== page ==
Thumbs up to One Shawnee, a new nonprofit organization that intends to address the “crisis level of rural poverty” plaguing the communities along the state’s southern border. The group describes itself as a group of dedicated Southern Illinoisans “working together to rebuild our home” through collaborative community development efforts. State Rep, Patrick Windhorst, R-Metropolis, is president of the group, and it has 18 other members on the board who have backgrounds in tourism, education, banking, economic development, social services and government. The communities targeted make up all of or parts of Alexander, Gallatin, Hamilton, Hardin, Jackson, Johnson, Massac, Pope, Pulaski, Saline and Union counties. “The issues we’re facing in our region are not going to be solved in Springfield alone. We’re going to have to make change here in our area and work together collaboratively with the towns, villages, institutions in our area to help make the improvements we need to make our region a better place to live and work,” Windhorst said in a story in The Southern this week. We salute Windhorst and the rest of the group for tackling such an important initiative.
Thumbs up to Carbondale’s BlackOut Tuesday event, a localization of a national event that was aimed to be the next step in the greater conversation about race in the U.S. The event Tuesday in Carbondale was meant to demonstrate the power Black spenders have. “Our money is power,” Jerricha Griffin said Tuesday at the event. The event included a short march through Carbondale, and then a series of speakers discussed issues at First Christian Church. Alongside the march and program of speakers, there was also a Black business fair with tables set up outside the church for vendors to sell their wares and give out information about their services.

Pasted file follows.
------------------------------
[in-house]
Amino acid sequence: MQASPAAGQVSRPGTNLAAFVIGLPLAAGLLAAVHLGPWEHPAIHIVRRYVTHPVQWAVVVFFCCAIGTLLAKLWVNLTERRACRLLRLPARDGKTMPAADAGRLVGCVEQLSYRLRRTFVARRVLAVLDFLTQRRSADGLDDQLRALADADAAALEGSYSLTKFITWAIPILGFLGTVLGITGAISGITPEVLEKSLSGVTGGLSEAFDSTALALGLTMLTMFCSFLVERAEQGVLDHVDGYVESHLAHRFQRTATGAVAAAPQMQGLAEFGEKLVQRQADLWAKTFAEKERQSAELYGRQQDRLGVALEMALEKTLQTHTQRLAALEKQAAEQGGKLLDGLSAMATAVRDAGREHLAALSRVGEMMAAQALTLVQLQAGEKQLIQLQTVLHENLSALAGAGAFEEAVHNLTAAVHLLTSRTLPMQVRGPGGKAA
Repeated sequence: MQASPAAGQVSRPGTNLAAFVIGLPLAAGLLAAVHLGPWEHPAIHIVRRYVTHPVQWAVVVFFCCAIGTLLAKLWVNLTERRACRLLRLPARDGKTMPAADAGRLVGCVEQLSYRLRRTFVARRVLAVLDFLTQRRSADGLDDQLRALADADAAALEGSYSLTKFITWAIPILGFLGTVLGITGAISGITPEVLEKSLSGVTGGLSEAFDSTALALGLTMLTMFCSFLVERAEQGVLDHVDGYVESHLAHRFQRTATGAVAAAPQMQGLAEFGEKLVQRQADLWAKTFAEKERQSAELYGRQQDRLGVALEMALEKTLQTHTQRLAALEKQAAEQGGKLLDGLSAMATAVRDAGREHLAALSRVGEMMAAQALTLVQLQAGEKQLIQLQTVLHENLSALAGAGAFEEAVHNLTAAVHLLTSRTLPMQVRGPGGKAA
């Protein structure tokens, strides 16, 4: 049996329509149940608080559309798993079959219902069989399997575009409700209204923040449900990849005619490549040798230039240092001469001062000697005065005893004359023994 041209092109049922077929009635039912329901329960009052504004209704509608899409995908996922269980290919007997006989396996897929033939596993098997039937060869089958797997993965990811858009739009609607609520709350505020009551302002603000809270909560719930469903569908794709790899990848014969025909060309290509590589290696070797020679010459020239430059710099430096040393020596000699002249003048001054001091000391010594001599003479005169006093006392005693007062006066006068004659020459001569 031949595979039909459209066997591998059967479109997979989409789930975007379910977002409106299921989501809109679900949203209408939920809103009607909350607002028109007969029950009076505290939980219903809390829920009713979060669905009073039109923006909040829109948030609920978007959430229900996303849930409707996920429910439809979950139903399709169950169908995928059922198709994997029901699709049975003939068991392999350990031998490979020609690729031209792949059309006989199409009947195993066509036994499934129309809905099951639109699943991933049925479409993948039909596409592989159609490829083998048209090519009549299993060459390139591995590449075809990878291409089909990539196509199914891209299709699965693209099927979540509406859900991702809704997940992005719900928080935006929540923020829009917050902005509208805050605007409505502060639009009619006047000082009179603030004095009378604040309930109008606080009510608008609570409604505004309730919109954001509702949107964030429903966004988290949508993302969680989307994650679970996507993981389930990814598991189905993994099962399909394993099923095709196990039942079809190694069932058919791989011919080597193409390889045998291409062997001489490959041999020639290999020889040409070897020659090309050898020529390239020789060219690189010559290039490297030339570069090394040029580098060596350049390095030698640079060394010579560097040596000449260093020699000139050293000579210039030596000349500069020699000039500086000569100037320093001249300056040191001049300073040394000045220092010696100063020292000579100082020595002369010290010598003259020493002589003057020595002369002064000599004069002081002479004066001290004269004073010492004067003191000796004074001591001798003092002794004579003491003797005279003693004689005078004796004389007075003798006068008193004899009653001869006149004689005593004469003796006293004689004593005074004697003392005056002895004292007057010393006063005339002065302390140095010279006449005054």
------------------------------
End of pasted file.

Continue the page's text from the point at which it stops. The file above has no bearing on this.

Thumbs down to Little Caesars sign-shaker Quentin Casler's departure from Carbondale. Casler had become a Carbondale sensation after his exuberant sign-shaking and infectious good mood radiated from the corner of Oakland and Main streets, where he stood and danced and sang and tried to entice customers inside the Little Caesars for a hot-and-ready pizza. (It turns out, correspondent Brian Munoz discovered, he is also a beloved member of his church, a musician, and all-around good guy.) He made a lot of us smile during a time of anxiety and hardship. But, Carbondale code enforcement cited the restaurant, referencing an ordinance that prevents dreaded antics like waving a sign around in a commercial district. Casler is now at the Little Caesars in Marion. We hope Casler is enjoying himself in Marion, and we hope the people of Marion are enjoying his presence as much as we did in Carbondale. We hope someday Casler might be able to come back to Carbondale, which would require the city to revisit this piece of code. Judging from the reaction to our story about Casler, we think that may be in order.
Thumbs up to the City of Murphysboro for potentially renaming Town Center Park after Carl Lee. Mayor Will Stephens announced Wednesday that he planned to make a motion to rename the park after Lee, who tried to integrate Murphysboro Township High School in 1916, and was also among the first Black graduates from then-Southern Illinois Normal University. “He was a person who was undeterred by obstacles. He was a person that believed in hard work and education,” Stephens said. The potential renaming will be taken up during the July 14 Murphysboro City Council meeting.
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